5 Things You Didn't Know About Charles Lindbergh

Central Press/Getty Images
Central Press/Getty Images

Charles Lindbergh was born 109 years ago today. In honor of the famed aviator’s birthday, let’s hop onto five things you might not know about The Lone Eagle.

1. He Was Time’s First Man of the Year

After Lindbergh made his celebrated transatlantic flight in May 1927, he found his picture splashed on the cover of every newspaper and magazine in the country. Well, almost every magazine. Time made the curious decision not to run with Lindbergh as its cover subject for the next edition, a choice that editors quickly regretted.

By the end of the year, though, the same editors struck on a clever way to rectify their omission and also move some magazines. When faced with a slow news week, they decided to devote an entire issue to Lindbergh’s influential flight. The magazine slapped a portrait of Lindy on its cover and dubbed him “Man of the Year.”

Although the article began a beloved tradition for Time’s readers, it reads a little awkwardly now. The article begins by listing Lindbergh’s height, age, eye color, cheek color (pink, in case you were wondering), and foot size. (“Large. When he arrived at the Embassy in France no shoes big enough were handy.”) The article then lists Lindbergh’s habits: “Smokes not; drinks not. Does not gamble. Eats a thorough-going breakfast. Prefers light luncheon and dinner when permitted. Avoids rich dishes. Likes sweets.” The piece an analysis of his handwriting, which showed “Superiority, intellectualism, cerebration, idealism, even mysticism.”

2. He Helped Invent an Artificial Heart

Charles Lindbergh
Central Press/Getty Images

Lindbergh gained international renown for his transatlantic flight, but most people aren’t quite as familiar with the contribution he made to medical science. Lindbergh became keenly interested in cardiology when his sister-in-law was fighting against what proved to be fatal mitral stenosis in 1930, and he wondered why it was impossible to surgically fix a damaged heart.

As Lindbergh’s interest in heart surgery grew, he ended up working with Dr. Alexis Carrel at New York’s Rockefeller Institute on a system to keep organs alive outside of the body by circulating nutrient-rich fluids through them. Carrel wasn’t some quack who wanted to capitalize on Lindbergh’s fame, either; at that point in his career the doctor had already won a Nobel Prize for his work on organ transplants.

Lindbergh lent his unique mechanical acumen to his research with Carrel, and the pilot eventually perfected a glass perfusion pump that could maintain a heart in a sterile environment. The breakthrough helped other scientists eventually create the first artificial heart. Lindbergh and Carrel even coauthored the 1938 medical text The Culture of Organs, which included an early description of how an artificial heart would work.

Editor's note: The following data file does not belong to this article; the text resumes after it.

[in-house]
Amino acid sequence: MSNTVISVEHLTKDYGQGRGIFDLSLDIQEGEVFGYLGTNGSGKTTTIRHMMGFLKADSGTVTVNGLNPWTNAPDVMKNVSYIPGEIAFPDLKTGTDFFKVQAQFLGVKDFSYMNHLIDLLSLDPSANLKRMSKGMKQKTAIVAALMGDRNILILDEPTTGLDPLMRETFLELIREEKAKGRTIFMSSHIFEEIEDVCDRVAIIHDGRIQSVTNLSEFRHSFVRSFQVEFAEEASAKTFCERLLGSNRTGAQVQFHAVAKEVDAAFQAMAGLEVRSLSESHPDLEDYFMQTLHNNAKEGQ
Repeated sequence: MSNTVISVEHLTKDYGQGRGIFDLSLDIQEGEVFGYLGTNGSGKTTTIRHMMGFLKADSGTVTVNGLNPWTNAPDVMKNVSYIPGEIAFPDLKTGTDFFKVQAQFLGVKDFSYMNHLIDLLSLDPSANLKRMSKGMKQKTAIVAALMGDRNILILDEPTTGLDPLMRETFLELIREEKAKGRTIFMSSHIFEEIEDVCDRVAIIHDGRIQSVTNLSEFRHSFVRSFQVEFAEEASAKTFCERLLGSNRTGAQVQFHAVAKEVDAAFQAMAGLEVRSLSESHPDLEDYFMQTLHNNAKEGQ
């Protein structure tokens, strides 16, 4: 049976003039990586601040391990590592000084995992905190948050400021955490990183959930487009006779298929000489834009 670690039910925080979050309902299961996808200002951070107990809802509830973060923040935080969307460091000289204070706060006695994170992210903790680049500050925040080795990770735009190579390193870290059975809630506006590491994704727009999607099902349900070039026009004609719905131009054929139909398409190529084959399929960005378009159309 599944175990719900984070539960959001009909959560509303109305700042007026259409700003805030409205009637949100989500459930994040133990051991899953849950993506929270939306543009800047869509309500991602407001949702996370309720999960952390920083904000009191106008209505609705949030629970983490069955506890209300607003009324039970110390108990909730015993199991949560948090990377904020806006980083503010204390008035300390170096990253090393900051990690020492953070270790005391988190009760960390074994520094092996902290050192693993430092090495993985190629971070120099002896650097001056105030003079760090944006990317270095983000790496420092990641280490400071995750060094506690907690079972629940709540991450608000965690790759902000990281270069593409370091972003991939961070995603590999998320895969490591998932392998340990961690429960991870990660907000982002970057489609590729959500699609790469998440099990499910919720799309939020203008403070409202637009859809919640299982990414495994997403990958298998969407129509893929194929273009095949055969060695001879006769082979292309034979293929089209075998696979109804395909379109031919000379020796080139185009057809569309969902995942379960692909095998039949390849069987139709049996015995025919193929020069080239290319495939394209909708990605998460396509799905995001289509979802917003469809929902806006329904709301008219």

3. He Only Drew a Steady Paycheck Once

Charles Lindbergh
Keystone/Getty Images

While Lindbergh enjoyed early success as a pilot and became a reserve airman for the Army, a 1974 New York Times profile by Alden Whitman noted that the aviator only held down one “paycheck job” over the course of his life. Lindbergh worked on the side as an aviation instructor and a circus stunt flier for fairs as a young pilot, but the only steady gig he ever held was a post as chief pilot on a mail run between St. Louis and Chicago that he started in 1926.

According to Lindbergh, it was on one of these runs for the Robertson Aircraft Company that he had the epiphany that a nonstop flight from New York to Paris was possible. Upon returning to St. Louis after the run, Lindbergh started scaring up funding for his historic trip. A group of St. Louis businessmen staked him for $15,000, which was part of the reason Lindbergh dubbed his plane The Spirit of St. Louis. The less-exciting working name of the plane had been “the Ryan NYP,” which reflected the plane’s maker (Ryan Airlines) and its objective (New York to Paris).

4. He Became a Big Advocate for Conservation

Charles Lindbergh
Central Press/Hulton Archive/Getty Images

Later in his life Lindbergh turned his attention from aviation and cardiology to conservation. The same Whitman article from the Times includes a quote on Lindbergh’s 1964 realization that he should devote his energies to conservation. On a trip to Africa, Lindbergh said, “Lying under an acacia tree with the sounds of the dawn around me. I realized more clearly the facts that man should never overlook: that the construction of an airplane for instance, is simple when compared to the evolutionary achievement of a bird; that airplanes depend on advanced civilization, and that where civilization is most advanced few birds exist. I realized that if I had to choose I would rather have birds than airplanes."

Lindbergh spent the rest of his life vigorously campaigning for various conservationist causes. In 1968 he made his first public speech in 27 years to implore the Alaska Legislature to consider conservation legislation. He made trips to the Philippines to work with President Ferdinand Marcos to establish a sanctuary for the tamaraw, an endangered hoofed mammal.

5. He Had a Secret German Family

Charles Lindbergh
Keystone/Getty Images

It’s anyone’s guess how one of the world’s most famous people pulled it off – it probably didn’t hurt that Lindbergh was famously camera-shy in his later years – but Lindbergh managed to father an entire secret family in Germany during the 1950s and 1960s.

Lindbergh met hat maker Brigitte Hesshaimer while visiting Germany in 1957, and the two began an affair that produced two sons and a daughter. Lindbergh would visit the family several times a year, but the children never knew that their father was the famous aviator. Instead, they thought he was an American writer named Careau Kent.